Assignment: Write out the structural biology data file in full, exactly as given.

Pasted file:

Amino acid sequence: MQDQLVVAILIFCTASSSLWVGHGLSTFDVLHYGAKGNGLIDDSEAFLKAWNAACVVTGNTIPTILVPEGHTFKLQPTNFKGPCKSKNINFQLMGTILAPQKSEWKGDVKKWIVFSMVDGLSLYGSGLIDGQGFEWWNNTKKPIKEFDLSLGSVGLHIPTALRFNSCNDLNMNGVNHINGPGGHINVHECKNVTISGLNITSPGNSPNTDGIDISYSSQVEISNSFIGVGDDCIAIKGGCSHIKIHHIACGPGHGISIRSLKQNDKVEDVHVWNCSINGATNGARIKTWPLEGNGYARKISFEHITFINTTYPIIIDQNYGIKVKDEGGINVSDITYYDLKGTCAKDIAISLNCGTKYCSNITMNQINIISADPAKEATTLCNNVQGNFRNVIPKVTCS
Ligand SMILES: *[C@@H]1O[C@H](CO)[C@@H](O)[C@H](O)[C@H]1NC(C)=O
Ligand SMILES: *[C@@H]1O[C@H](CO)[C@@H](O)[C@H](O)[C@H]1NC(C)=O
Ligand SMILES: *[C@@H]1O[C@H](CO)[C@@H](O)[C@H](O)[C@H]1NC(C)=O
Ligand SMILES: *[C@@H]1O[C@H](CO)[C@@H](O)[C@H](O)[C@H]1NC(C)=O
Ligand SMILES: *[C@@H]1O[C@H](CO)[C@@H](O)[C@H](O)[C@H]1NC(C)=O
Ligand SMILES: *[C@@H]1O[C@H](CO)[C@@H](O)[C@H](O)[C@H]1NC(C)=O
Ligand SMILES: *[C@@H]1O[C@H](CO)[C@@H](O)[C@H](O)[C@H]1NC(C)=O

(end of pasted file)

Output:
Amino acid sequence: MQDQLVVAILIFCTASSSLWVGHGLSTFDVLHYGAKGNGLIDDSEAFLKAWNAACVVTGNTIPTILVPEGHTFKLQPTNFKGPCKSKNINFQLMGTILAPQKSEWKGDVKKWIVFSMVDGLSLYGSGLIDGQGFEWWNNTKKPIKEFDLSLGSVGLHIPTALRFNSCNDLNMNGVNHINGPGGHINVHECKNVTISGLNITSPGNSPNTDGIDISYSSQVEISNSFIGVGDDCIAIKGGCSHIKIHHIACGPGHGISIRSLKQNDKVEDVHVWNCSINGATNGARIKTWPLEGNGYARKISFEHITFINTTYPIIIDQNYGIKVKDEGGINVSDITYYDLKGTCAKDIAISLNCGTKYCSNITMNQINIISADPAKEATTLCNNVQGNFRNVIPKVTCS
Ligand SMILES: *[C@@H]1O[C@H](CO)[C@@H](O)[C@H](O)[C@H]1NC(C)=O
Ligand SMILES: *[C@@H]1O[C@H](CO)[C@@H](O)[C@H](O)[C@H]1NC(C)=O
Ligand SMILES: *[C@@H]1O[C@H](CO)[C@@H](O)[C@H](O)[C@H]1NC(C)=O
Ligand SMILES: *[C@@H]1O[C@H](CO)[C@@H](O)[C@H](O)[C@H]1NC(C)=O
Ligand SMILES: *[C@@H]1O[C@H](CO)[C@@H](O)[C@H](O)[C@H]1NC(C)=O
Ligand SMILES: *[C@@H]1O[C@H](CO)[C@@H](O)[C@H](O)[C@H]1NC(C)=O
Ligand SMILES: *[C@@H]1O[C@H](CO)[C@@H](O)[C@H](O)[C@H]1NC(C)=O